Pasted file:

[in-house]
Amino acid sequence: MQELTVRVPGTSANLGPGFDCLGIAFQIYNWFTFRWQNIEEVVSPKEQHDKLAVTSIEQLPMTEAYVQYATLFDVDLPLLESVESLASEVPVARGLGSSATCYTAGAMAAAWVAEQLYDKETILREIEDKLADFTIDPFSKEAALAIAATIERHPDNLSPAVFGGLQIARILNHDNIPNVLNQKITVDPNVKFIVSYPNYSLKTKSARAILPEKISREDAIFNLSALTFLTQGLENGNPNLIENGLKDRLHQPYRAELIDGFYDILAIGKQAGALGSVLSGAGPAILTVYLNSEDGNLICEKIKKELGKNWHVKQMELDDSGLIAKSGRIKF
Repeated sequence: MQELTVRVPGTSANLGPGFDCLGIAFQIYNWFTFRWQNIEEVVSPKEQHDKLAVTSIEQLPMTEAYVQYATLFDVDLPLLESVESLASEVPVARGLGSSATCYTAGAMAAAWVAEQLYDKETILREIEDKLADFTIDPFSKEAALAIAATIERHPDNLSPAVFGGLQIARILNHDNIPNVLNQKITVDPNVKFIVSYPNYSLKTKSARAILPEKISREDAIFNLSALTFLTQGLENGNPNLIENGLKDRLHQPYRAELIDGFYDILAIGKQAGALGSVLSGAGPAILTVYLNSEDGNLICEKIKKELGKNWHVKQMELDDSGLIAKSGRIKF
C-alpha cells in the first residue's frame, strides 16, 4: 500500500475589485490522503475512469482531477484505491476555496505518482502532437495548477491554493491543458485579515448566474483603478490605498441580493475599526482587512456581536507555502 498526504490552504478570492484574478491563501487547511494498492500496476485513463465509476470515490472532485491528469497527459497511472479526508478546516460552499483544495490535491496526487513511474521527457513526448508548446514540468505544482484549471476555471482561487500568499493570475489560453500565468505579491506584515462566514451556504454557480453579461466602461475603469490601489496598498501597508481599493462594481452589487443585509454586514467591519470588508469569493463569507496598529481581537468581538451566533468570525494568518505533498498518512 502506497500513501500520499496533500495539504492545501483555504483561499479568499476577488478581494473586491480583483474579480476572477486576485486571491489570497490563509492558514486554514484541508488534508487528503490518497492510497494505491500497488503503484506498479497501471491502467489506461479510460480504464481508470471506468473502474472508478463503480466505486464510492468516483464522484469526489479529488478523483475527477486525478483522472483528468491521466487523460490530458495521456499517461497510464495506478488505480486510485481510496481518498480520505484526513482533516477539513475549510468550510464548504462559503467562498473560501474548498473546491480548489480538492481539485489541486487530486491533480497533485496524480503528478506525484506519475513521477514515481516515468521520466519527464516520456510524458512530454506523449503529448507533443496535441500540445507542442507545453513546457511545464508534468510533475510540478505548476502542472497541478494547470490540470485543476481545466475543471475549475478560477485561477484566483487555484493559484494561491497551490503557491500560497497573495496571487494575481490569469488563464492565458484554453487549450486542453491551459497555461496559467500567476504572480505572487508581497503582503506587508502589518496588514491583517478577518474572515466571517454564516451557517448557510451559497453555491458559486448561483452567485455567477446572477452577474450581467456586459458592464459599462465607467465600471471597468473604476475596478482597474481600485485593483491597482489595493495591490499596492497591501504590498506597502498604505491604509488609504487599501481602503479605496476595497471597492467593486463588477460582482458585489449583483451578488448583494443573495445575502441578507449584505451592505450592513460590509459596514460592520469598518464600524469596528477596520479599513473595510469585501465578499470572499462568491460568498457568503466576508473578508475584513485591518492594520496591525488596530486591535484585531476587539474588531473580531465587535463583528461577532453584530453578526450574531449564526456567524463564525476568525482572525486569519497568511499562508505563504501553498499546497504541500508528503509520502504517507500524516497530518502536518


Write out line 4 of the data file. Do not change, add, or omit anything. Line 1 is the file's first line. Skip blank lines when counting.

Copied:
C-alpha cells in the first residue's frame, strides 16, 4: 500500500475589485490522503475512469482531477484505491476555496505518482502532437495548477491554493491543458485579515448566474483603478490605498441580493475599526482587512456581536507555502 498526504490552504478570492484574478491563501487547511494498492500496476485513463465509476470515490472532485491528469497527459497511472479526508478546516460552499483544495490535491496526487513511474521527457513526448508548446514540468505544482484549471476555471482561487500568499493570475489560453500565468505579491506584515462566514451556504454557480453579461466602461475603469490601489496598498501597508481599493462594481452589487443585509454586514467591519470588508469569493463569507496598529481581537468581538451566533468570525494568518505533498498518512 502506497500513501500520499496533500495539504492545501483555504483561499479568499476577488478581494473586491480583483474579480476572477486576485486571491489570497490563509492558514486554514484541508488534508487528503490518497492510497494505491500497488503503484506498479497501471491502467489506461479510460480504464481508470471506468473502474472508478463503480466505486464510492468516483464522484469526489479529488478523483475527477486525478483522472483528468491521466487523460490530458495521456499517461497510464495506478488505480486510485481510496481518498480520505484526513482533516477539513475549510468550510464548504462559503467562498473560501474548498473546491480548489480538492481539485489541486487530486491533480497533485496524480503528478506525484506519475513521477514515481516515468521520466519527464516520456510524458512530454506523449503529448507533443496535441500540445507542442507545453513546457511545464508534468510533475510540478505548476502542472497541478494547470490540470485543476481545466475543471475549475478560477485561477484566483487555484493559484494561491497551490503557491500560497497573495496571487494575481490569469488563464492565458484554453487549450486542453491551459497555461496559467500567476504572480505572487508581497503582503506587508502589518496588514491583517478577518474572515466571517454564516451557517448557510451559497453555491458559486448561483452567485455567477446572477452577474450581467456586459458592464459599462465607467465600471471597468473604476475596478482597474481600485485593483491597482489595493495591490499596492497591501504590498506597502498604505491604509488609504487599501481602503479605496476595497471597492467593486463588477460582482458585489449583483451578488448583494443573495445575502441578507449584505451592505450592513460590509459596514460592520469598518464600524469596528477596520479599513473595510469585501465578499470572499462568491460568498457568503466576508473578508475584513485591518492594520496591525488596530486591535484585531476587539474588531473580531465587535463583528461577532453584530453578526450574531449564526456567524463564525476568525482572525486569519497568511499562508505563504501553498499546497504541500508528503509520502504517507500524516497530518502536518